There was never much doubt that Madison Cawthorn, the new, 25-year-old congressman-elect from North Carolina’s 11th District would be offering up some interesting takes on politics, policy and life.
Cawthorn, who eked out a second place finish in a crowded GOP primary in March, defeated an opponent favored by outgoing Congressman and current Trump chief-of-staff Mark Meadows in a light turnout June runoff and then emerged victorious on Nov. 3 in the heavily Republican district, is a piece of work.
A hard-line right-winger prone to making outrageous, Trumpian pronouncements who was raised by a homeschooling family, Cawthorn only briefly attended college for a short time after being partially paralyzed in a spring break car wreck seven years ago. He does not appear to have ever held much in the way of what might be considered traditional employment to this point, though Wikipedia reports that he worked at Chick-Fil-A as a teenager and is now “the owner of SPQR Holdings, LLC, a real estate investment firm in Hendersonville. The firm was created in August 2019 and reported no income; he is its sole employee.“
Despite his relative lack of experience in life, Cawthorn appears to believe he knows what is best for a lot of other people. He has voiced strong opposition to abortion rights and immigration and just this week, informed the news outlet Jewish Insider that he has tried to convert Jews and Muslims (and, presumably, others) to his brand of conservative Christianity:
The congressman-elect, who was raised Baptist but is now nondenominational, said that he is a devout Christian. “I would say I have a very, very, very strong faith and [am] very grounded in the actual word,” he told JI, adding that he had read through “just about every single religious work there is,” including the Torah and the Quran.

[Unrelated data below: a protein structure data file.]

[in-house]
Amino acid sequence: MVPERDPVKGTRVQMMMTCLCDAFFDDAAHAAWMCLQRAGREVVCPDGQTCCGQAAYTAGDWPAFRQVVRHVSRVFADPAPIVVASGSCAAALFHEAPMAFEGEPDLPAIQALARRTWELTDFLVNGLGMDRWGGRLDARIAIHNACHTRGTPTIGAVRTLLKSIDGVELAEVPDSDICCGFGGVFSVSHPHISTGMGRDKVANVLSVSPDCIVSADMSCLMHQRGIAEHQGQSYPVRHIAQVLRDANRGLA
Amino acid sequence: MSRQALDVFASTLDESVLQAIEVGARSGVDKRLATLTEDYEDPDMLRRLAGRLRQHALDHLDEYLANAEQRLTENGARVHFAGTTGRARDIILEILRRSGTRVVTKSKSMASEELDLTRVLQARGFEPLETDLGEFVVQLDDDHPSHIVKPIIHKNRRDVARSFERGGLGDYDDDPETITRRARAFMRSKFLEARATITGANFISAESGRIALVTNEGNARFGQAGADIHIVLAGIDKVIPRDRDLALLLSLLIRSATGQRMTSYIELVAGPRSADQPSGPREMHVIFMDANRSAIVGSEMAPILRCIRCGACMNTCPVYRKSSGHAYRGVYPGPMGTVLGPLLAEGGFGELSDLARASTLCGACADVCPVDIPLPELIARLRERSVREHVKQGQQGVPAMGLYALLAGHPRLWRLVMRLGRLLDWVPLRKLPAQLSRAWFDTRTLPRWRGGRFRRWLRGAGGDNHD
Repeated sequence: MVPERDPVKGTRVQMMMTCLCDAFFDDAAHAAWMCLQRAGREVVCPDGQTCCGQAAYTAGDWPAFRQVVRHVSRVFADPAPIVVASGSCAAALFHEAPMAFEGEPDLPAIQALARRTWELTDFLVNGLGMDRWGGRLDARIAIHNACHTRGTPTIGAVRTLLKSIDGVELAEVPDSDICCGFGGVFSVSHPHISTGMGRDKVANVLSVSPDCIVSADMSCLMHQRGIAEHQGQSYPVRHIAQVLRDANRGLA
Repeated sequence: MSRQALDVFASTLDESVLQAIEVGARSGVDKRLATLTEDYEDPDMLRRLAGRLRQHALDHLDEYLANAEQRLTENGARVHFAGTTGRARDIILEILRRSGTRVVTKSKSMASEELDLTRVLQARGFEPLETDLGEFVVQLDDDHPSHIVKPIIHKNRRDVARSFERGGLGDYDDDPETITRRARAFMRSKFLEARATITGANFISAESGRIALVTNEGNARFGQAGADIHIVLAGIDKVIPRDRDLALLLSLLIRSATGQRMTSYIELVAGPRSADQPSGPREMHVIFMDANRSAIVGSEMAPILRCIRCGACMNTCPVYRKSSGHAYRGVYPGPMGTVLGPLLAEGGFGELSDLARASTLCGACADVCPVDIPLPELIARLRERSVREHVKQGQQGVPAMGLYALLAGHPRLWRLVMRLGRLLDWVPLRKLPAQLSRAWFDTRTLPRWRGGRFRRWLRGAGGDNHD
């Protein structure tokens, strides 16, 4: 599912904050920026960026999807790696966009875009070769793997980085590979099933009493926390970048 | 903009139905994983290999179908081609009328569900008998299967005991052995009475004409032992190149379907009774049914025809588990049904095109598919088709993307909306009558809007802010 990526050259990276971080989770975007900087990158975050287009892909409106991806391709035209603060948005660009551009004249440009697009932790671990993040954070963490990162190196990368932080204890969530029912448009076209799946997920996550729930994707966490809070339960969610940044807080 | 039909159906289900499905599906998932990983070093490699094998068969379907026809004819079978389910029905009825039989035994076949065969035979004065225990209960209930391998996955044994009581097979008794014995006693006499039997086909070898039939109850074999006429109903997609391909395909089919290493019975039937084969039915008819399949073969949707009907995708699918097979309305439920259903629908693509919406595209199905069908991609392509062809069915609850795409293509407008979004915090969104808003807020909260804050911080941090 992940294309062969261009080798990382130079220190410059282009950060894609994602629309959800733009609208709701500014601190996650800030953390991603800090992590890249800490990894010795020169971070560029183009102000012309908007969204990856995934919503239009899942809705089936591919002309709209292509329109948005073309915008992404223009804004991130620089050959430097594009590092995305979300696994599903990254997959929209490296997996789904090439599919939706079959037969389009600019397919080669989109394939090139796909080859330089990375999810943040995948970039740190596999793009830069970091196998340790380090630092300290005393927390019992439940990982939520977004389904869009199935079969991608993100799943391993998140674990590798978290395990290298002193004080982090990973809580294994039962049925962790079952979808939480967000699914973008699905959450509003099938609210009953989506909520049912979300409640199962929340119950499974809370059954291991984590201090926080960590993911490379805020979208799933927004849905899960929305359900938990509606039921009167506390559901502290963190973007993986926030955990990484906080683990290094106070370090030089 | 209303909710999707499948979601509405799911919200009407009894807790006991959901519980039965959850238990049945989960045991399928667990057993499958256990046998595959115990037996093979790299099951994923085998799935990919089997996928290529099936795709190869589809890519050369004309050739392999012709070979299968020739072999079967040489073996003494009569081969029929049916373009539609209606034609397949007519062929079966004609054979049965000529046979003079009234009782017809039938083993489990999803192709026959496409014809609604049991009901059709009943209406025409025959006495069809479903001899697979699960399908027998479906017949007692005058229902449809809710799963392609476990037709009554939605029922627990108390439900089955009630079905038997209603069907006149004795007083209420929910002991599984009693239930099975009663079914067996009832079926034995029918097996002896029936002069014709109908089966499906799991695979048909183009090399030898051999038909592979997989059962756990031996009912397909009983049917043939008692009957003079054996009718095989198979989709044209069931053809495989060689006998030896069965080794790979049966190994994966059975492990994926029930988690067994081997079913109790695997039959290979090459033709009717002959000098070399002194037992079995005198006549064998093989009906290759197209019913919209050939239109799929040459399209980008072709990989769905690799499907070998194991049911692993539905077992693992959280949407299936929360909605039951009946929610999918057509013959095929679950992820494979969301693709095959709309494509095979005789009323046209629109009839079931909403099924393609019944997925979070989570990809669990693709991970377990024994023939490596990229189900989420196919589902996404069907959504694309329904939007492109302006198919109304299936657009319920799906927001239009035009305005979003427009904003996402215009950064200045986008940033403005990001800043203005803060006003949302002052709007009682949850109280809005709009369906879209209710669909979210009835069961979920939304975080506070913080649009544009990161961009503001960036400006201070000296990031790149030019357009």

Cawthorn said he had converted “several Muslims to Christ because of that,” including a “young woman” who lived in New York and someone “down in Atlanta” when he was in rehab after his accident. “It was pretty incredible.”
He did not go into specifics, but seemed to believe that evangelism was a calling on par with public service. “If all you are is friends with other Christians, then how are you ever going to lead somebody to Christ?” Cawthorn mused. “If you’re not wanting to lead somebody to Christ, then you’re probably not really a Christian.”
Had he ever tried to convert any Jews to the Christian faith?
“I have,” he said with a laugh. “I have, unsuccessfully. I have switched a lot of, uh, you know, I guess, culturally Jewish people. But being a practicing Jew, like, people who are religious about it, they are very difficult. I’ve had a hard time connecting with them in that way.”
And when reporter Matthew Cassel pressed Cawthorn on the appropriateness of such a stance by a public servant elected to help defend the Constitution, he didn’t back down:
After JI inquired about Cawthorn’s thoughts on the separation of church and state, he said that many people have asked him if he will be able to divorce himself from his faith as a congressman. “That is the basis of all of my experience and everything I’ve learned, everything that I believe in, how I’ve formed all of my worldview,” he said of his religion. “I always think of that question as just so silly.”
“The Lord and the Bible and the value systems I’ve gotten through Judeo-Christian values,” he added, “it affects every single decision I make.”
This figures to go over well with Jewish Americans — especially given that Cawthorn has won support from white supremacists and once called a visit he made to a vacation home of Adolf Hitler’s something on his “bucket list” — though he has subsequently denounced white nationalism (thank goodness!).
The bottom line: If North Carolinians thought their time as the butt of late night comedy jokes and the subject of cringe-inducing national media stories had ended, they probably need think again and get prepared for the fun to begin again in 2021.